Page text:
The European Commission and five frustrated EU member states have agreed a deal on grain imports from Ukraine.
Last month, Bulgaria, Hungary, Poland, Romania and Slovakia had banned imports of grain and selected other foodstuffs from Ukraine to protect prices for domestic farmers.
The five EU members were unhappy farmers were having to compete with cheap imports coming in from neighbour Ukraine.
Despite the countries introducing bans on imports, there had been allowances for countries for produce intended for third countries to cross their borders.
Nevertheless, the EU had described the unilateral moves as unacceptable and convened talks with the five countries and Ukraine.
Yesterday (2 May), the European Commission announced a deal, lasting just over a month, had been finalised.
Brussels described the agreement as “exceptional and temporary preventive measures on imports of a limited number of products” from Ukraine.
In a statement, the Commission said the deal centred on four products from Ukraine – wheat, maize, rapeseed and sunflower seed – even though there had originally been calls among the five member states for wider restrictions.
The deal, which lasts until 5 June, “is necessary given the exceptional circumstances of serious logistical bottlenecks” in the five countries.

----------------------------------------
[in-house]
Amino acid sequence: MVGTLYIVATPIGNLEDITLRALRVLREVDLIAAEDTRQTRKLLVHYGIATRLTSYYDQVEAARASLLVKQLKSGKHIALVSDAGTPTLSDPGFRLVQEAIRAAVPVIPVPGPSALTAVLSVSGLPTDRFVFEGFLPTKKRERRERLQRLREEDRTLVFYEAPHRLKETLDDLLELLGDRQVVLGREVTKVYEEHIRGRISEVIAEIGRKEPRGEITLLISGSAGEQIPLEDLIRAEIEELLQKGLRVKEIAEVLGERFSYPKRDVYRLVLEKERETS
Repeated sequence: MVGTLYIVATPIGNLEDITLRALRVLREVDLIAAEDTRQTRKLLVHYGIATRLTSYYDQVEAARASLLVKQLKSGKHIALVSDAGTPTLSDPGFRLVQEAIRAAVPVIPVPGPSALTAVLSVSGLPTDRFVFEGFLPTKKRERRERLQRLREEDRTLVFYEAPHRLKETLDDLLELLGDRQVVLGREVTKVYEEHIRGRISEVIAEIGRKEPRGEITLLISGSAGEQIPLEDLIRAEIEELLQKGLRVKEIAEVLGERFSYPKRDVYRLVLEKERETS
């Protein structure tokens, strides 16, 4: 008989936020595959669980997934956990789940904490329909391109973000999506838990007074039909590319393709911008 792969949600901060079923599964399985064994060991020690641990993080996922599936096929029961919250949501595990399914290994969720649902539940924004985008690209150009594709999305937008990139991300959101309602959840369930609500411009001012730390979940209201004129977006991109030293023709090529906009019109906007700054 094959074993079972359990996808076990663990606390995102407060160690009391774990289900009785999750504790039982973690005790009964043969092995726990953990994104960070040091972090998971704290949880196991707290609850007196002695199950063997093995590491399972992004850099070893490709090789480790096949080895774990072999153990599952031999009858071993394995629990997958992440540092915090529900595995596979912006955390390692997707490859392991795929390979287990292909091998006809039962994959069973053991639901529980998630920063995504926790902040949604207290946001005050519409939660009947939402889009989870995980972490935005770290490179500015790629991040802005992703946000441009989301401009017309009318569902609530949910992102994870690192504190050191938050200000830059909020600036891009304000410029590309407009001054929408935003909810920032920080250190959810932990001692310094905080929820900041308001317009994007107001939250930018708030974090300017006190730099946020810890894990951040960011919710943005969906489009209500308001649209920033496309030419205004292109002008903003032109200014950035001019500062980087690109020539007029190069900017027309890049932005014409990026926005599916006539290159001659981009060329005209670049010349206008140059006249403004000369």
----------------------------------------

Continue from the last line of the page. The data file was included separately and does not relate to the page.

The imports of the four foodstuffs from Ukraine can continue to enter other EU states and transit through the country’s five concerned neighbours.
“Today’s measures are part of a package which uphold our strong commitment to Ukraine, while addressing logistical and trade concerns in neighbouring EU Member States,” EU Commissioner for Trade Valdis Dombrovskis said.
“With this package, I am glad to say that we continue to pursue a unified EU approach, rather than unilateral measures which put at risk the normal functioning of our single market.”
The Commission is ready to keep the import ban alive after its current expiry date (5 June 2023) “as long as the exceptional situation continues”, it added.